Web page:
This fall, OITE is hosting “A Day in the Life of…,” a series of interactive, online chats exploring a variety of careers in science. In September, we heard from David Kosub, a Public Health Analyst, about careers in science/public health policy, and chatted with Philip Mayer, an Assistant Vice President of Pfizer, in October to explore careers in big pharma.
This month, we are featuring careers in science writing and will chat with Mariette DiChristina (left), Editor-in-Chief of Scientific American. Below are the details of the chat, as well as a bio of Ms. DiChristina.
Click here to set up an email reminder for our talk next Thursday. Cheers!
EVENT: “A Day in the Life of…A Science Writer”
DATE: Thursday, November 18, 2010
TIME: 12 pm – 1:00 pm EST
GUEST: Mariette DiChristina, Editor-in-Chief of Scientific American / Past President, National Association of Science Writers (2009-2010)
Mariette DiChristina oversees Scientific American, ScientificAmerican.com, Scientific American MIND and all newsstand special editions. A science journalist for more than 20 years, she first came to Scientific American in 2001 as its executive editor. She is also the former president (2009-2010) of the 2,500-member National Association of Science Writers. She has been an adjunct professor in the graduate Science, Health and Environmental Reporting program at New York University for the past few years. DiChristina is a frequent lecturer and has appeared at the 92nd Street Y in New York, Yale University and New York University among many others.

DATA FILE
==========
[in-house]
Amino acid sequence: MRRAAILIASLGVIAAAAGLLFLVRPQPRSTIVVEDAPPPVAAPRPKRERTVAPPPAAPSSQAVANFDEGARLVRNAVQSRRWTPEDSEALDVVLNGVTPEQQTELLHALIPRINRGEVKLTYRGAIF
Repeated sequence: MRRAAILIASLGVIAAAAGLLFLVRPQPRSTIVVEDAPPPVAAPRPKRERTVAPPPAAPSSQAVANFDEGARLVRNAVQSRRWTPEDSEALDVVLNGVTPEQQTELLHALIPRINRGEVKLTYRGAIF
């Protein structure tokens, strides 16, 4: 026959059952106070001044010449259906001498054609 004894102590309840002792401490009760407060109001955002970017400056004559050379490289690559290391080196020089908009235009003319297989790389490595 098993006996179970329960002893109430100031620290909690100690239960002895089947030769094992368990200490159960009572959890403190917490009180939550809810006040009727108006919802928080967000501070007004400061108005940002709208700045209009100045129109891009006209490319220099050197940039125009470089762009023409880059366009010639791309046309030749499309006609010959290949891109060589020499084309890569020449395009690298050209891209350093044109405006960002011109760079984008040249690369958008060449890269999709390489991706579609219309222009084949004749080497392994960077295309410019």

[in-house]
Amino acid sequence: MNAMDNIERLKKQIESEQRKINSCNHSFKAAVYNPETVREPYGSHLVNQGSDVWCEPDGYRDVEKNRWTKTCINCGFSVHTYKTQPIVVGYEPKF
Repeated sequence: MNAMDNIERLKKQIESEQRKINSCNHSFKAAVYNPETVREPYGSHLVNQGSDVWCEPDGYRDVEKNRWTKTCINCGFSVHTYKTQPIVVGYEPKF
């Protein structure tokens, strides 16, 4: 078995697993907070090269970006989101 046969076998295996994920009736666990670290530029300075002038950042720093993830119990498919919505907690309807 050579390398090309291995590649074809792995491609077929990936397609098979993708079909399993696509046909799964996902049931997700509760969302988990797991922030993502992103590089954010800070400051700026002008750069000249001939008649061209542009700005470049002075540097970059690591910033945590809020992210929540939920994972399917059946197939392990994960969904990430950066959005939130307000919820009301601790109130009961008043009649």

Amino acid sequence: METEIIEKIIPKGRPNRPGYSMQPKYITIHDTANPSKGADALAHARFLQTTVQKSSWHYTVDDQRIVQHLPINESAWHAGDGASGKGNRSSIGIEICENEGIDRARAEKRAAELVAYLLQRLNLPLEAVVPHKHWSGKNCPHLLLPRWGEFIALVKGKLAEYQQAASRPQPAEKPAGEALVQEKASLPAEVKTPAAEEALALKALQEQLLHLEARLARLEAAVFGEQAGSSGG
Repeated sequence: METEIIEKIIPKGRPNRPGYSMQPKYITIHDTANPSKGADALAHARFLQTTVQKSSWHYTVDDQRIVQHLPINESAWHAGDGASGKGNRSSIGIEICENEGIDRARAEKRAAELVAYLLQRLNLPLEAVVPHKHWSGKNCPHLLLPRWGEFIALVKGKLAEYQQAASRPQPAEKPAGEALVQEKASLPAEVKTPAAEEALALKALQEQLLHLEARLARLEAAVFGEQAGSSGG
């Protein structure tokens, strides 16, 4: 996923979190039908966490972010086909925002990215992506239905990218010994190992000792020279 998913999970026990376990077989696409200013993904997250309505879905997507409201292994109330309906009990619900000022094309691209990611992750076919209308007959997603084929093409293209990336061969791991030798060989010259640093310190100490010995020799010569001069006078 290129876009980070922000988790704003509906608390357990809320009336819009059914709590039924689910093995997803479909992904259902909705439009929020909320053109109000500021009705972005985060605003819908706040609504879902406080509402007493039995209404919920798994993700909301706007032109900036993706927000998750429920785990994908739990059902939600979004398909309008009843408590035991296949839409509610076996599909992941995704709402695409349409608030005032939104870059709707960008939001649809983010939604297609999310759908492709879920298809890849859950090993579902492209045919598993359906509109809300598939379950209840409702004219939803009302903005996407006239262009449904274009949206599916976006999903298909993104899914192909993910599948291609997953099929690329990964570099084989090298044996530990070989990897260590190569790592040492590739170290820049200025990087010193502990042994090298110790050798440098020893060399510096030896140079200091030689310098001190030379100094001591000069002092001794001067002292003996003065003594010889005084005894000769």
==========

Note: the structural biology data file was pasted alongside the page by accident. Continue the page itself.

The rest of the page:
Previously, she spent nearly 14 years at Popular Science in positions culminating as executive editor. Her work in writing and overseeing articles about space topics helped garner that magazine the Space Foundation’s 2001 Douglas S. Morrow Public Outreach Award. In spring 2005 she was Science Writer in Residence at the University of Wisconsin–Madison. Her chapter on science editing appears in the second edition of A Field Guide for Science Writers. She is former chair of Science Writers in New York (2001 to 2004) and a member of the American Society of Magazine Editors and the Society of Environmental Journalists. Recently, DiChristina was honored by New York’s Italian Heritage and Culture Committee in their October 2009 celebration of Galileo’s contributions to science.